Margaret of Castello – the unwanted saint – Catholic Herald

On Sunday, a solemn Mass of Thanksgiving in the church of San Domenico in Castillo, Italy—where Margaret of Castillo’s body lies incorrupt—provides a joyful conclusion to her long journey to official sainthood.

Margaret of Castello – the unwanted saint – Catholic Herald

On Sunday, a solemn Mass of Thanksgiving in the church of San Domenico in Castillo, Italy—where Margaret of Castillo’s body lies incorrupt—provides a joyful conclusion to her long journey to official sainthood.

Margaret was born in 1287 in Metola in Italy. Her father Parisio, a successful soldier, expected a healthy first-born son—instead, God gave him Margaret. Lame, hunchbacked, ugly, a dwarf, and blind, Margaret was immediately rejected by both her parents. At the age of six, they walled her up in a stone cell, where she remained until age eighteen under the spiritual care of their castle chaplain.

From the very beginning, ‘Little Margaret’ embraced the sufferings of her enforced life as an ‘anchoress,’ spending long hours in prayer and fasting, and even wearing a hair shirt. Later, her parents took her to Castello, where healing miracles were happening, but when Margaret, praying only for God’s will, wasn’t healed, they abandoned her—a nobly-brought up young lady, penniless, blind and alone—in a strange city.

Despite this, such was Margaret’s love, respect, and forgiveness for her parents, all her life long, that to this day historians have never discovered her family name.

While living as a beggar on the streets, Margaret’s radiant cheerfulness and faith in God’s love—despite her personal circumstances—soon drew attention and led the other beggars to view their lives differently. She was adopted by the poor, living in one family home after another to spread the expense. Recognising her holiness, an order of nuns offered her a place among them—but Margaret persisted in observing the Rule they had grown lax in following and they put her back out on the street. 

Ridicule accompanied this apparent ‘failure,’ but her meek humility gradually won over her critics. She became one of the first young unmarried women to join the ‘Order of Penance of Saint Dominic’—the early Lay Dominicans—dedicating the rest of her short life to works of mercy. She died age 33 with such a reputation for holiness that the townsfolk demanded she be buried (as saints were) within the church itself. After a mute and crippled girl was healed right there at the funeral, they got their wish.

More than two hundred miracles have followed her death, her popularity on a local scale has never waned, and in recent decades she has become beloved of the pro-life movement, so she fulfils the criteria for ‘equivalent’ canonisation perfectly, and it’s no surprise that Pope Francis signed the document of canonisation on April 24th, prior to the celebration in Castello this Sunday.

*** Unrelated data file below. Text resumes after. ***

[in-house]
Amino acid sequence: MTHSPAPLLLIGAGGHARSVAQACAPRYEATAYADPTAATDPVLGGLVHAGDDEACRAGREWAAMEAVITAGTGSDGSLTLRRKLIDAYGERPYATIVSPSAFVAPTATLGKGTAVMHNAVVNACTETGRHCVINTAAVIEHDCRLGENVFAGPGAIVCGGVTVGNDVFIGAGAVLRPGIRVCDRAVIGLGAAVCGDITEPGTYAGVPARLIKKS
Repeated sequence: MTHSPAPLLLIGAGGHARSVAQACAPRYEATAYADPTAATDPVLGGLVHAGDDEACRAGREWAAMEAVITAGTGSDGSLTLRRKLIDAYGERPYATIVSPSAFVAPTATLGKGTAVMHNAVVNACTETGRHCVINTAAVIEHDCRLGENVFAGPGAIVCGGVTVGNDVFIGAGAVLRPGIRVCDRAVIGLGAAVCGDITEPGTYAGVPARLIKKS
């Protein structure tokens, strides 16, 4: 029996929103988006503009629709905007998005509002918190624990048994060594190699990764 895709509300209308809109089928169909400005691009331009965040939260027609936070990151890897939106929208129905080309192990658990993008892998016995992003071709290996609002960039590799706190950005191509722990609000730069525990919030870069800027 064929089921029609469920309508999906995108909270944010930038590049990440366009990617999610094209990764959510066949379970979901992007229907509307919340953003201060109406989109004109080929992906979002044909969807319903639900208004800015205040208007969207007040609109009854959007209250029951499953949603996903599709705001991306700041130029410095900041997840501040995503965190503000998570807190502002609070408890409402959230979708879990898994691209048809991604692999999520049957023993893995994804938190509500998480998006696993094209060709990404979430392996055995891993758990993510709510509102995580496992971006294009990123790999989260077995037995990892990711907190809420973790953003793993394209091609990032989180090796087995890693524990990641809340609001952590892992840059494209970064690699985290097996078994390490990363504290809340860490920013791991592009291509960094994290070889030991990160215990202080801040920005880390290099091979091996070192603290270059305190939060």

Pope Francis’s decision to canonise Saint Margaret seems timely. It is hard to read about Margaret’s life without the chilling reflection that had she been conceived in our western world today, she would probably never have been born at all. We live in a strange state of contradiction—one might say hypocrisy—where those with disabilities enjoy more rights and opportunities than ever in the history of the world. Yet, in stark contrast to their ‘fully-abled’ peers, they can in many countries be aborted right up until birth. 

Another contradiction in our western world is the fact that we have reached a recognition—again, possibly greater than at any time in the past—of the inexpressible value of each individual—yet in the face of suffering we are now prepared to give up on people and accept their belief, in circumstances when their own judgment cannot possibly be sound, that they are ‘better off dead.’ 

Saint Margaret presents an example that was ahead of her time. She never allowed her disabilities or sufferings to define her or stop her from serving others, and she never gave up on another person, even the most miserable, bitter, foul-mouthed, blasphemous sinner in the town prison. The sight of her limping painfully along on continual errands of mercy, day after day, navigating streets she had never seen, astonished the whole town. The radiant beauty of her character is a rebuke to any society that places too much weight on appearances.

We live in an age that has lost confidence in the value of patient endurance, forgiveness, and love, and which defaults instantly to strident activism, complaints, and noise—such a stark contrast to Margaret’s patient, soul-winning joy. Far from wishing for healing, Margaret viewed her disabilities as gifts from God. She understood that by embracing her suffering, she could grow far closer to God than if she had been born whole and ‘normal’. 

The Church has always taught the redemptive power of suffering but do we still believe it today, bone-deep, or do we, like many of her contemporaries, see the appalling rejection and suffering in her life and regard Margaret’s unwavering faith in God’s love with astonishment?

May she inspire us as she inspired them!

Corinna Turner is author most recently of Child, Unwanted (Margaret of Castello) — available now in the UK and US — as well as numerous other highly acclaimed works of young adult fiction.

Image caption: (Unknown painter, “St. Margaret, St. Liberata, Saint Lucy”, fresco, XV century, Montalto Dora (Turin, Italy), Exterior of the Castle chapel.) Credit: https://creativecommons.org/licenses/by-sa/2.5

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